Biden now faces increasing pressure from his own left flank, with Rep. Ayanna Pressley, D-Mass., recently tweeting, "Student debt cancellation is a racial & economic justice issue" and "@POTUS must #CancelStudentDebt" — a tweet that Sen. Elizabeth Warren, D-Mass., shared, adding, "Grateful to be in this fight by your side."

Even Senate Majority Leader Chuck Schumer has made things uncomfortable for Biden. After Klain's comments became public, Schumer tweeted: "Today would be a great day for President Biden and Vice President Harris to #CancelStudentDebt."

This pressure from fellow Democrats contributed to Biden's last-minute decision in December to extend the repayment pause from Jan. 31 to its current date, May 1, even though the Education Department had already begun sending notices to borrowers.

In fact, over the past two years, the department has sent nearly 385 million emails alone to borrowers alerting them to approaching deadlines, only to see those deadlines evaporate half a dozen times when the Trump administration and then the Biden administration announced another extension. The result: confusion for borrowers.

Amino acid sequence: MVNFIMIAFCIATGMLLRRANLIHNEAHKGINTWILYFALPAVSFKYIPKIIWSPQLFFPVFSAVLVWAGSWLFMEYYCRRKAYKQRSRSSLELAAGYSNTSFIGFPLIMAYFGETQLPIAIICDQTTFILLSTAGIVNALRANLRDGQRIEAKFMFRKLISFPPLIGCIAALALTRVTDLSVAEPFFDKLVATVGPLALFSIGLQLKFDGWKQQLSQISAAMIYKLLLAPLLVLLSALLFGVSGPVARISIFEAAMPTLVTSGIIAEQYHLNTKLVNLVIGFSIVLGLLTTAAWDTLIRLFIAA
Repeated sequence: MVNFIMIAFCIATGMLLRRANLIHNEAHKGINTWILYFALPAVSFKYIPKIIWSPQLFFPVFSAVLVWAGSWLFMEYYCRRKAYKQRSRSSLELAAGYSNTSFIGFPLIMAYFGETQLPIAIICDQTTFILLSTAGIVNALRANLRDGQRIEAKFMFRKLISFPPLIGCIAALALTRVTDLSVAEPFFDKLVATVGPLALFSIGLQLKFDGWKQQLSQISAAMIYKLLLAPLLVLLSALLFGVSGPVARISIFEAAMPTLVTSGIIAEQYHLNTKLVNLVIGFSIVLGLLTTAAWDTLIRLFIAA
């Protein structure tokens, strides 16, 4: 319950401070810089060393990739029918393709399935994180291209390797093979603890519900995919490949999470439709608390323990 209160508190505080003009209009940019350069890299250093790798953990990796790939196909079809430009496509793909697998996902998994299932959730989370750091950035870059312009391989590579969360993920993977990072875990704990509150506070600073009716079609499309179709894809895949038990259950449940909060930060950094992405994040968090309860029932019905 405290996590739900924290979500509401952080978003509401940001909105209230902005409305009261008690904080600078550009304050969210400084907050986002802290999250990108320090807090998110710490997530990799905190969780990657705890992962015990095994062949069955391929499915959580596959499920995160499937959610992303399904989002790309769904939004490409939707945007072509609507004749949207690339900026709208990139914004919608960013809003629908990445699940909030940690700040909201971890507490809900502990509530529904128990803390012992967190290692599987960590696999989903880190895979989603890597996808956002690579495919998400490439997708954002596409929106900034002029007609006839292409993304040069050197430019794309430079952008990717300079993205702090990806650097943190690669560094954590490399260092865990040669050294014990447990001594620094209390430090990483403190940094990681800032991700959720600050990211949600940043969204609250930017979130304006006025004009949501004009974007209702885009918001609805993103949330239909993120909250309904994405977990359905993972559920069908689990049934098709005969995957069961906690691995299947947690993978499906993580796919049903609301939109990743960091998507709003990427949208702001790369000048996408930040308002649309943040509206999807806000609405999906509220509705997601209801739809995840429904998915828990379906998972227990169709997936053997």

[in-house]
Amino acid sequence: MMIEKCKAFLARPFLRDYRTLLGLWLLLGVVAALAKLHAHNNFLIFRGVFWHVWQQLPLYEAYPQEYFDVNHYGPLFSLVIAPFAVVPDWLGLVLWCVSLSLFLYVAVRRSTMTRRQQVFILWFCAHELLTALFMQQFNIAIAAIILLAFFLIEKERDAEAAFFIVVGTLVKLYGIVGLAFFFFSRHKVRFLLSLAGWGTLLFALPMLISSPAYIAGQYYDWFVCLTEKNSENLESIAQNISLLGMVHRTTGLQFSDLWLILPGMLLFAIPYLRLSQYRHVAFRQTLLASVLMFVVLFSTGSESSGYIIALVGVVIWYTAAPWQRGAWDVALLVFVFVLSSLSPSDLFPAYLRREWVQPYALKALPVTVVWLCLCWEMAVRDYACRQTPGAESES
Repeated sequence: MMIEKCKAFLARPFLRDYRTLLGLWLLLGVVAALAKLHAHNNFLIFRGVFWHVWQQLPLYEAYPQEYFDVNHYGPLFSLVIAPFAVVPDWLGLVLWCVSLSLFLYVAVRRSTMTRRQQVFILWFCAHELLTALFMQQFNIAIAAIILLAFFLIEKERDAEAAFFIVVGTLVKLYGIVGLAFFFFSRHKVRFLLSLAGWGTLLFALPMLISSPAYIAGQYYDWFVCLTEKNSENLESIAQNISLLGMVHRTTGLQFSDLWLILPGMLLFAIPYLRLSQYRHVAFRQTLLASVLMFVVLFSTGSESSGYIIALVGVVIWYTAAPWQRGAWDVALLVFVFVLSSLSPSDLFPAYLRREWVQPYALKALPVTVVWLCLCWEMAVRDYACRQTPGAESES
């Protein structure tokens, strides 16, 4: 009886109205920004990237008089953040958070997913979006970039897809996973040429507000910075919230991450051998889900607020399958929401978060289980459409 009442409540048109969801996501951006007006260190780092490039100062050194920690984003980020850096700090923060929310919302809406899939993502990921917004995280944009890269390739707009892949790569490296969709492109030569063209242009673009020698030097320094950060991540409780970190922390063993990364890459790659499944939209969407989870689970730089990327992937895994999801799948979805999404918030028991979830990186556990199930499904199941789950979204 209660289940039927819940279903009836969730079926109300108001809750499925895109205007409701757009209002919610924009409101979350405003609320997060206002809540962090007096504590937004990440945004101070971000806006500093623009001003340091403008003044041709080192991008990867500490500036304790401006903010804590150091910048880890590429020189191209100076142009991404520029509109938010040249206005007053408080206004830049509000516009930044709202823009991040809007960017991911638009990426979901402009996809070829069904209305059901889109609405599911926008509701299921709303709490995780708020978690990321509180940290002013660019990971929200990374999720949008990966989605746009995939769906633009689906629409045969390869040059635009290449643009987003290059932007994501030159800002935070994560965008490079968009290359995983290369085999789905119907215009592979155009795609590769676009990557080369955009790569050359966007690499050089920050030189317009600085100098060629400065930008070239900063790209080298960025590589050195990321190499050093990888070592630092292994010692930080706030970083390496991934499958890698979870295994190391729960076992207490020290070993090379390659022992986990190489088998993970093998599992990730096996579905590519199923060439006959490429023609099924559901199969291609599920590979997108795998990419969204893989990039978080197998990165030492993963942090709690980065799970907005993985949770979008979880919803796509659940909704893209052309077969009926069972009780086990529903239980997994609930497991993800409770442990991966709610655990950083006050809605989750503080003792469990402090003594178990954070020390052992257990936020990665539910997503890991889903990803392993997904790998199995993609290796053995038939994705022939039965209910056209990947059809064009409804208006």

Now comes this email to loan-servicing companies that appears to be an effort to prevent another raft of confusing borrower notices around another deadline that could evaporate.

There are risks to resuming repayment in May

There are big logistical and political risks to requiring tens of millions of borrowers to resume repayments in May.

Logistically, two mammoth student loan servicers, Navient and FedLoan, are winding down their federal contracts, leaving the Education Department to shift millions of borrowers to other servicers. That could make it harder for some to get the help they'll need changing repayment plans or monthly payments — not the kind of frustration Democrats want lingering into an election season.